'WandaVision' episode 9 left us with questions. We've got answers!

After six years in the Marvel Cinematic Universe, Wanda Maximoff (Elizabeth Olsen) has finally become The Scarlet Witch. (Courtesy Marvel.com)

By Andrew A. Smith

Tribune Content Agency

March 11, 2021 — So did you watch “The Series Finale”?

Q: Which series finale?

A: You know what I mean. “The Series Finale” is the title of the last episode of WandaVision. Don’t pretend you didn’t watch it.

Q: I did, but I have some questions. Like, now that it’s over, can we say what WandaVision means?

A: It was Wanda’s vision of the perfect life for Wanda & Vision, as represented by WandaVision the show within the show. The title has a triple meaning.

Q: Yes, yes, but what was it about?

A: The beauty of the show is that the answer to that might vary from person to person. But my biggest takeaway was “grief.”

Specifically, Wanda (Elizabeth Olsen) dealing with the grief of losing her parents, her brother and the love of her life. And blowing up a bunch of civilians in Lagos, which launched Captain America: Civil War, which cost her a home with the Avengers. I mean, the girl’s been through the mill.

In fact, you can even view the show through the lens of Kubler-Ross’ “Five Stages of Grief.” Wanda demonstrated denial with the Westview Hex and all that entails. Anger when she threw Monica Rambeau (Teyonah Parris) out of the hex. Bargaining when she pleaded with Vision (Paul Bettany) to stay in Westview. Depression when she didn’t want to get out of bed. Acceptance when she allowed the Hex to disintegrate — and her husband and children with it.

Q: Yes, I teared up at that part. Does that mean that Martin Scorsese owes Marvel an apology?

A: I know what you mean. In 2019, Scorsese slammed Marvel movies in “Empire” magazine, saying they weren’t “the cinema of human beings trying to convey emotional, psychological experiences to another human being." “WandaVision” shows just how wrong he was, and I think, yes, he does owe Marvel filmmakers an apology.

Q: Are you holding your breath for one?

A: No.

The White Vision first appeared in the comics in 1989. (Courtesy Marvel.com)

Q: OK, so the show’s over, and everyone went their separate ways. Where did the white Vision go?

A: We don’t know. The product of “Project Cataract” (which affects your vision, get it?) was essentially a robot using Vision’s old body, when Wanda’s Vision, a product of her will and the Mind Stone, unlocked his old body’s memories. Well, up to the point where Vision 1.0 died in Wakanda. (Twice.)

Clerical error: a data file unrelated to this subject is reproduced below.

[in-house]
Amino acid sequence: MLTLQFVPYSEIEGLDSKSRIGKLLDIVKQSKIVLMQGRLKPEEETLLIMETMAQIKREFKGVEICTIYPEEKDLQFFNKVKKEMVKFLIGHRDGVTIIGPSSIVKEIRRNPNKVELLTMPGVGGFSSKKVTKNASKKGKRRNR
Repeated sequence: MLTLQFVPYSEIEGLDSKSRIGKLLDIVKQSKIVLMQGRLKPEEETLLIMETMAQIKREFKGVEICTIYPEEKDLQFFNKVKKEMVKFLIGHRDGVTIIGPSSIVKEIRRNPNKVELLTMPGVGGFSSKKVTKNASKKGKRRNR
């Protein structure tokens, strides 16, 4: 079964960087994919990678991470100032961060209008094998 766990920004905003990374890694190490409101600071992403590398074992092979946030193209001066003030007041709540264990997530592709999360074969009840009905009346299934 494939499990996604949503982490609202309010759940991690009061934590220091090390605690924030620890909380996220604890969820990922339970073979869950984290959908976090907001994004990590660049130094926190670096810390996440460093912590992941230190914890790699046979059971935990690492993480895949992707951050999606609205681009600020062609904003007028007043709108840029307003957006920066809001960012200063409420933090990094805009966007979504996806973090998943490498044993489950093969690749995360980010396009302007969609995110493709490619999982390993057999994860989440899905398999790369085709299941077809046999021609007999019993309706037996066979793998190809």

But is he the same guy? Presumably, if he was the old Vision reborn, he would have raced to Wanda’s side. But this version of Vision flew away to parts unknown, so he’s obviously a different person — at the very least, he’s a person who’s not in love with Wanda Maximoff.

So, what’s the deal? Maybe we can get some hints from the comics.

Back in 1989, The Vision had been disassembled, and Hank “Ant-Man” Pym put him back together in an all-white form. This first achromatic Vision was identical to the original, except for color … and also that Pym didn’t have access to the brain patterns of Simon “Wonder Man” Williams to finish the job. (Long story.) That made Vision 2.0 essentially emotionless.

“He has all the information we can supply,” Pym told Wanda in West Coast Avengers #45, “but his emotional connection to that information is non-existent.” The white Vision said this development meant that he was an entirely different person than the original, and had his marriage to Wanda annulled. Well, before being kidnapped and replaced by an evil doppelganger from a parallel universe, that is. (Longer story.)

So could that be white Vision’s future? We’ll know the next time he shows up. I figure he went to Wakanda, where he died, to see if he can pick up the threads of his life. Or to Ultron’s old lair, to explore his origins. Or maybe he’s in search of the Ship of Theseus.

Fake Pietro was really Ralph Bohner, another mind-controlled Westview resident. (Courtesy Marvel.com)